Applying time-management techniques to gardening

A pomodoro kitchen timer, after which the Pomodoro Technique is named.

Last week’s span of warm, clear days found island gardeners scrambling outside, perched on bended knee pulling weeds, transplanting seedlings and slaying slugs. It was a flurry of activity that reminded me of a children’s story called “All Summer in a Day” by Ray Bradbury.

The story takes place on Venus, where it rains for seven years at a time. And then the rain stops for two hours ... and magic happens.

I won’t spoil it for you, but know that it’s worth a read. Just Google it ...

It’s easy to overdo it, you know, in our efforts to pack months of planning and dreaming into a few days or hours. Our backs hurt, tools are lost and refound, to-do lists get longer, holes appear in gloves, new callouses form, wheelbarrows balk under the weight of compost, we forget time ...


The Pomodoro Technique is a time management method developed by Francesco Cirillo in the late 1980s. 

It’s popular in office cubicles, but it works just as well in the garden ...

I shared the Pomodoro Technique after a student in my last Compost Academy complained about time: “While working in the garden, the hours fly by and before you know it, you’re thirsty, starving, exhausted and your whole day gets away from you.”

Here’s how pomodoro works: Use a timer to break down work into intervals, traditionally 25 minutes in length, separated by short breaks. Each interval is known as a “pomodoro,” from the Italian word for “tomato,” after the tomato-shaped kitchen timer that Cirillo used as a university student.

In the garden, I prefer pomodoros of 60 minutes; while working on the computer, 45 minutes.

There are basically six steps in the original pomodoro technique:

• Decide on the task to be done.

• Set the pomodoro timer (25 to 60 minutes)

• Work on the task.

• When the timer rings, stop working.

• Take a short break (about 5 minutes) and then return to work

• After four pomodoros, take a longer break (15–30 minutes).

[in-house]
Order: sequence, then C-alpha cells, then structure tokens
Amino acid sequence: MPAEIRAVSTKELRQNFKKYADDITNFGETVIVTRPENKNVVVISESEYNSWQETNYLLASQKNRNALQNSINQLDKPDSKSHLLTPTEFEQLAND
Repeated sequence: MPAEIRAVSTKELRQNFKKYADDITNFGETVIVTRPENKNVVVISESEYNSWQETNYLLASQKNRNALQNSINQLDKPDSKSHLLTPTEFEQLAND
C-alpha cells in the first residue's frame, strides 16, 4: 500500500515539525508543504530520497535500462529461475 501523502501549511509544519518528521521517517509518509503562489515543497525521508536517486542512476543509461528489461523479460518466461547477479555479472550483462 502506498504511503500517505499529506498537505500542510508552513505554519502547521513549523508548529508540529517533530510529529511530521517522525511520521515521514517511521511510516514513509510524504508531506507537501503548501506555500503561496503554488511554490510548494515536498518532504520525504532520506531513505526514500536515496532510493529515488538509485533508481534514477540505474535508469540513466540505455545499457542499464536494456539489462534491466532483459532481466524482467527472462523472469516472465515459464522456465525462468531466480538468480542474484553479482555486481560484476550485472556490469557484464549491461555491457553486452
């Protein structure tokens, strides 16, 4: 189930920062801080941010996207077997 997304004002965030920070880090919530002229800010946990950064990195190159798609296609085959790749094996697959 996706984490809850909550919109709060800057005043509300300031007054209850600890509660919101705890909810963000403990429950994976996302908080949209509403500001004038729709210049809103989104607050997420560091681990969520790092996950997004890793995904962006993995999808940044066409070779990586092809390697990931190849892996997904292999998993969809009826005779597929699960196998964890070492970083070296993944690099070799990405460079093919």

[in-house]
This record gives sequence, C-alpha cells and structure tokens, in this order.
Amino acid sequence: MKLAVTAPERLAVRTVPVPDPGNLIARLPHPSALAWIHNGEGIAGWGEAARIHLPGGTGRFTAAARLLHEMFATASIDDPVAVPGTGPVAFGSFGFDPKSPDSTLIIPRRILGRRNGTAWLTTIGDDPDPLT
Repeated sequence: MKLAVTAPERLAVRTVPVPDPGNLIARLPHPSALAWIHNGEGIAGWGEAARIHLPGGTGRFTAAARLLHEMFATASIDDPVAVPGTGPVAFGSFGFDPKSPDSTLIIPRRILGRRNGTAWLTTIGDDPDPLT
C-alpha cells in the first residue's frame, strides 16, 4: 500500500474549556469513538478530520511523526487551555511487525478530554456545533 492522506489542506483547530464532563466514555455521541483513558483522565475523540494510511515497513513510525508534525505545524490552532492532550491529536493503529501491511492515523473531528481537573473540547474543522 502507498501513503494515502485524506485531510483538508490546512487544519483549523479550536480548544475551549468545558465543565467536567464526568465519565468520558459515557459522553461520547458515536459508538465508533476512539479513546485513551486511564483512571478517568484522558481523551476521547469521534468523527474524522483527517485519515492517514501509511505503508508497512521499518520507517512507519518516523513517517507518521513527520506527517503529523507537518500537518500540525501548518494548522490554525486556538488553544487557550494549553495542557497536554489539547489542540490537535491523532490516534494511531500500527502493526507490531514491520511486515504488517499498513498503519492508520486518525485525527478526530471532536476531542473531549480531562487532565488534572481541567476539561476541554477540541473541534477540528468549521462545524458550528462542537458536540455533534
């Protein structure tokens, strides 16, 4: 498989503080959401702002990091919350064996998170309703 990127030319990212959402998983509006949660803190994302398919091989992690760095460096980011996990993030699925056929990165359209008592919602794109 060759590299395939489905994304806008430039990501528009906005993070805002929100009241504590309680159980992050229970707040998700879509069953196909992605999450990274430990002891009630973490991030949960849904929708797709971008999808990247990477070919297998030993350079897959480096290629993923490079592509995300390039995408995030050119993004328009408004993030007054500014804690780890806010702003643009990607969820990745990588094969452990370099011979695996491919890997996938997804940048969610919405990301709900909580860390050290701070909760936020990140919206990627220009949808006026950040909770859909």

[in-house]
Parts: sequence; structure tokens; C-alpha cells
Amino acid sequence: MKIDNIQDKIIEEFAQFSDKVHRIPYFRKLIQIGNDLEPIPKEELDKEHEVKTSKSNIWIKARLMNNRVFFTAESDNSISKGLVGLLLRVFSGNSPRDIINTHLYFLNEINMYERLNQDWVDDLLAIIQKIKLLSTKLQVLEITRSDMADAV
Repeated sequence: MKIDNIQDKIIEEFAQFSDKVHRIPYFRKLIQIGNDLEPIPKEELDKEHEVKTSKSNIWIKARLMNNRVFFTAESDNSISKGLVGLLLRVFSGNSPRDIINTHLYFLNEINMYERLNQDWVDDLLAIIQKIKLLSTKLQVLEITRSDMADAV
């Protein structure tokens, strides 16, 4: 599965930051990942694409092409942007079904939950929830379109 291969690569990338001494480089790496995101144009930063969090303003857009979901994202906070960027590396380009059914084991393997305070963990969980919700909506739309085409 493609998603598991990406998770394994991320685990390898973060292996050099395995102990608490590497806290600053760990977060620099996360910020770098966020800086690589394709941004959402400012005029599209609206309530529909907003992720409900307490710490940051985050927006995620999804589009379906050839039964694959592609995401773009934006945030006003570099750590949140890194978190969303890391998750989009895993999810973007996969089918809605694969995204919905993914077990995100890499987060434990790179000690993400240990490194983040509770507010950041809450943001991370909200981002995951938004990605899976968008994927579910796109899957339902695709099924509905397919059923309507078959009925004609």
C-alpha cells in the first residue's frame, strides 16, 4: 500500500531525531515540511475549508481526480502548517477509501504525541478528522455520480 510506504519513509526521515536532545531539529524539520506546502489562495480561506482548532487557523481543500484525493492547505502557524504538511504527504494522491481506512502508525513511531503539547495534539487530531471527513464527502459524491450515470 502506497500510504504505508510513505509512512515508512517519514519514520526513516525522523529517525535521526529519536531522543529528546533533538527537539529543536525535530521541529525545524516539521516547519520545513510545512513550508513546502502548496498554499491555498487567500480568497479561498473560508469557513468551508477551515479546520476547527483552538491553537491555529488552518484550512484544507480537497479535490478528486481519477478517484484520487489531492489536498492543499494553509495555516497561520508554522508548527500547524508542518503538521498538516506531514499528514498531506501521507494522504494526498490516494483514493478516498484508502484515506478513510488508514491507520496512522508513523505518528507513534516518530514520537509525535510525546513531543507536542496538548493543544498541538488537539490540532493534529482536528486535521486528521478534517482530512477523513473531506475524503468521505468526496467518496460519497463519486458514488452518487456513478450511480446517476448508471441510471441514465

After you complete a task, using pomodoros, review what you’ve just completed.

Do this from a learning point of view:

• What did I learn?

• What could I do better or differently?

It’s important to focus your attention on the task at hand (weeding, planting), while performing a task a la pomodoro. Otherwise, you miss the point and the lesson.

Meanwhile, here are two gardening tasks that may still be on your list of things to do.  Practice your pomodoro skills, rain or shine ...

As Mark Twain said: “In the spring, I have counted 136 different kinds of weather inside of 24 hours.”

First, let’s plant potatoes ...

One of the easiest things to grow in the whole wide world (besides creepy things in your refrigerator) are potatoes. Before planting them, though, do as English gardeners do: Buy some seed potatoes now so you’ve got time to chit them. That’s right, chit them.

Chitting isn’t as weird as it looks and sounds. It’s a great Scrabble word, though even as I type it, Microsoft Word is underlining the word in red. Chitting simply means setting the potatoes in a well-lit place until they produce shoots about an inch long.

Chitting helps get potatoes off to a head start before they are planted. A word about choosing which varieties to grow: Don’t bother going to the grocery store, where most potatoes have been treated with a retardant to prevent sprouting.

You’ll want to buy certified seed potatoes that are preferably disease resistant. This is extremely important. Ireland’s potato famine of 1845 was caused by a parasitic fungus that killed potato plants. As a result, thousands of people died from starvation.

Potatoes are in the nightshade family, which includes eggplant, peppers and tomatoes. Hard to believe that eggplants and potatoes are related ...

In the garden, potatoes need plenty of shoulder room, sunshine and fertile, slightly acid, well-drained soil.

Come planting time, some gardeners look to the heavens for advice, claiming that plants do better if set in the ground during the dark phase of the moon.

The moon is currently in a waning gibbous phase, which is the first phase after the full moon occurs. It lasts roughly seven days, with the moon’s illumination or visibility growing smaller each day until it becomes a last quarter “sliver” moon with a visibility of 50%.

It’s at this point that potato growers get busy planting spuds ...

During the same phase of the moon, you’ll want to sow carrot seeds. Now, growing carrots is a test of your patience because it can take two to three weeks before they decide to germinate.

How to get carrot seeds to germinate?

The trick to making sure that carrot seeds sprout is to barely cover them with soil and keep them moist. Which means you might have to water the carrot bed more than once a day ...

Here’s another technique that my sister-in-law, who lives outside of Anchorage, swears by: She sows her carrot seeds, covers them with a little soil and then soaks them with water. Next, she covers them with a piece of carpet.

“It’s a homestead technique,” she says. “It protects them from frost, warms the ground, and you don’t have to water. When the carrots come up, simply remove the carpets.”

And then you wait.

Maybe the pomodoro technique is effective for waiting. ... Reading helps: “All Summer In a Day.”


Curious to know where local gardeners hang out? Visit the Kodiak Growers Facebook page. Got a gardening question? Send it to:

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